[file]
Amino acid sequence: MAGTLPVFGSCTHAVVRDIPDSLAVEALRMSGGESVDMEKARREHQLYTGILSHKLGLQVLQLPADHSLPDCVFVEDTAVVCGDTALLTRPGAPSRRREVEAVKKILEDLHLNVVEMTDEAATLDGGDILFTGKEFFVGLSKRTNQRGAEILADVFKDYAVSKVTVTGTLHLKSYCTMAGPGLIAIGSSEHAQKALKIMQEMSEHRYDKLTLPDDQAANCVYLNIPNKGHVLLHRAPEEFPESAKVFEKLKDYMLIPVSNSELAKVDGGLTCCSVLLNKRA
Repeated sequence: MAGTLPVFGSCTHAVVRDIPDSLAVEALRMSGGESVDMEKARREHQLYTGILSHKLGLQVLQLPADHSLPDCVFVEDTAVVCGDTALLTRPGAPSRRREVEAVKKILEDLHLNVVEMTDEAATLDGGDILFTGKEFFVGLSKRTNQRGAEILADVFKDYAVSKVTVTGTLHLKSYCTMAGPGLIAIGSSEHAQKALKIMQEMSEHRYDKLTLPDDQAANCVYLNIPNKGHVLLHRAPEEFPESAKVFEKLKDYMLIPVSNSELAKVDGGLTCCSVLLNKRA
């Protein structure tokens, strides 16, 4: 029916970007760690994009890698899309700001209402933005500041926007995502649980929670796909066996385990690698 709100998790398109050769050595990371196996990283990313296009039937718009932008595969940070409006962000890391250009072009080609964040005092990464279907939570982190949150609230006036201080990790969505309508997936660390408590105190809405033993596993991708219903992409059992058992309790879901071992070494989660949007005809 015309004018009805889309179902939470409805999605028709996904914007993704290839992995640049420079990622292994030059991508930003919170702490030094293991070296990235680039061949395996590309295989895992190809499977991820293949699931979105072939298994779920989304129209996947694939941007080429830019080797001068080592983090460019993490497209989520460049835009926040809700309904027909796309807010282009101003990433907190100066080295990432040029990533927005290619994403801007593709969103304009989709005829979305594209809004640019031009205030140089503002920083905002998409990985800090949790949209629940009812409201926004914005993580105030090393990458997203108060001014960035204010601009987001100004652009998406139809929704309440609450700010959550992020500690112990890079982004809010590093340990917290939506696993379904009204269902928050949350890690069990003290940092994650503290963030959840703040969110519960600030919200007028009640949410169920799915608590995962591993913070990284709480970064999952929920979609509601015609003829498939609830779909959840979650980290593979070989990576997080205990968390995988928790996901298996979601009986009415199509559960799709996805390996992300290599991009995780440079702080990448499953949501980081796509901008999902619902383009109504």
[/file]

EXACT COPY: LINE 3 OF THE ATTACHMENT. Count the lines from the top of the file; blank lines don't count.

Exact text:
């Protein structure tokens, strides 16, 4: 029916970007760690994009890698899309700001209402933005500041926007995502649980929670796909066996385990690698 709100998790398109050769050595990371196996990283990313296009039937718009932008595969940070409006962000890391250009072009080609964040005092990464279907939570982190949150609230006036201080990790969505309508997936660390408590105190809405033993596993991708219903992409059992058992309790879901071992070494989660949007005809 015309004018009805889309179902939470409805999605028709996904914007993704290839992995640049420079990622292994030059991508930003919170702490030094293991070296990235680039061949395996590309295989895992190809499977991820293949699931979105072939298994779920989304129209996947694939941007080429830019080797001068080592983090460019993490497209989520460049835009926040809700309904027909796309807010282009101003990433907190100066080295990432040029990533927005290619994403801007593709969103304009989709005829979305594209809004640019031009205030140089503002920083905002998409990985800090949790949209629940009812409201926004914005993580105030090393990458997203108060001014960035204010601009987001100004652009998406139809929704309440609450700010959550992020500690112990890079982004809010590093340990917290939506696993379904009204269902928050949350890690069990003290940092994650503290963030959840703040969110519960600030919200007028009640949410169920799915608590995962591993913070990284709480970064999952929920979609509601015609003829498939609830779909959840979650980290593979070989990576997080205990968390995988928790996901298996979601009986009415199509559960799709996805390996992300290599991009995780440079702080990448499953949501980081796509901008999902619902383009109504």